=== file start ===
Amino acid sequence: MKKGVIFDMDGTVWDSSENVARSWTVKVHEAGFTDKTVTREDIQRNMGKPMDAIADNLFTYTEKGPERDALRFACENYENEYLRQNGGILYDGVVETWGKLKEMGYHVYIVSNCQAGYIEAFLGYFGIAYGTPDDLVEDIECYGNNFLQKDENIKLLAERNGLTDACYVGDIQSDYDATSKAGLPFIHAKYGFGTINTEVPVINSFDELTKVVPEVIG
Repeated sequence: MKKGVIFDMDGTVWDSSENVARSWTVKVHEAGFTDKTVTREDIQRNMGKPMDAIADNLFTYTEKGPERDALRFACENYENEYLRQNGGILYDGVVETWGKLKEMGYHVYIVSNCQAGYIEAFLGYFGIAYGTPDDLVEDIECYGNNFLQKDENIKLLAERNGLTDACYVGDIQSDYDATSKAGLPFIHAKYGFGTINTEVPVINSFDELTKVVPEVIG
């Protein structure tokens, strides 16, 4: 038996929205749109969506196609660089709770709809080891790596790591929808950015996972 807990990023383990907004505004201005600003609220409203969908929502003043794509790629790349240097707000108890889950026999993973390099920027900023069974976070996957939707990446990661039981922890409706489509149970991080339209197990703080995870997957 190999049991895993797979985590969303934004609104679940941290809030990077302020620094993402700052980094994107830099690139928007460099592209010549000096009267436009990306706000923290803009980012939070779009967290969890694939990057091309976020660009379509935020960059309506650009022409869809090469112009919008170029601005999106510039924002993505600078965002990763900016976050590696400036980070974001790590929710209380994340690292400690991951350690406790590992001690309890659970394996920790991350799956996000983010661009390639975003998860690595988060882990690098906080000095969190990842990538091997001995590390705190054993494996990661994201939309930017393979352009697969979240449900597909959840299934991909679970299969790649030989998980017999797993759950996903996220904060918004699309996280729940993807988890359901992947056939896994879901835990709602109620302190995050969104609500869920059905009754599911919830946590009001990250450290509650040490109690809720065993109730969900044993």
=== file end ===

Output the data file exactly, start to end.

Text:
Amino acid sequence: MKKGVIFDMDGTVWDSSENVARSWTVKVHEAGFTDKTVTREDIQRNMGKPMDAIADNLFTYTEKGPERDALRFACENYENEYLRQNGGILYDGVVETWGKLKEMGYHVYIVSNCQAGYIEAFLGYFGIAYGTPDDLVEDIECYGNNFLQKDENIKLLAERNGLTDACYVGDIQSDYDATSKAGLPFIHAKYGFGTINTEVPVINSFDELTKVVPEVIG
Repeated sequence: MKKGVIFDMDGTVWDSSENVARSWTVKVHEAGFTDKTVTREDIQRNMGKPMDAIADNLFTYTEKGPERDALRFACENYENEYLRQNGGILYDGVVETWGKLKEMGYHVYIVSNCQAGYIEAFLGYFGIAYGTPDDLVEDIECYGNNFLQKDENIKLLAERNGLTDACYVGDIQSDYDATSKAGLPFIHAKYGFGTINTEVPVINSFDELTKVVPEVIG
């Protein structure tokens, strides 16, 4: 038996929205749109969506196609660089709770709809080891790596790591929808950015996972 807990990023383990907004505004201005600003609220409203969908929502003043794509790629790349240097707000108890889950026999993973390099920027900023069974976070996957939707990446990661039981922890409706489509149970991080339209197990703080995870997957 190999049991895993797979985590969303934004609104679940941290809030990077302020620094993402700052980094994107830099690139928007460099592209010549000096009267436009990306706000923290803009980012939070779009967290969890694939990057091309976020660009379509935020960059309506650009022409869809090469112009919008170029601005999106510039924002993505600078965002990763900016976050590696400036980070974001790590929710209380994340690292400690991951350690406790590992001690309890659970394996920790991350799956996000983010661009390639975003998860690595988060882990690098906080000095969190990842990538091997001995590390705190054993494996990661994201939309930017393979352009697969979240449900597909959840299934991909679970299969790649030989998980017999797993759950996903996220904060918004699309996280729940993807988890359901992947056939896994879901835990709602109620302190995050969104609500869920059905009754599911919830946590009001990250450290509650040490109690809720065993109730969900044993």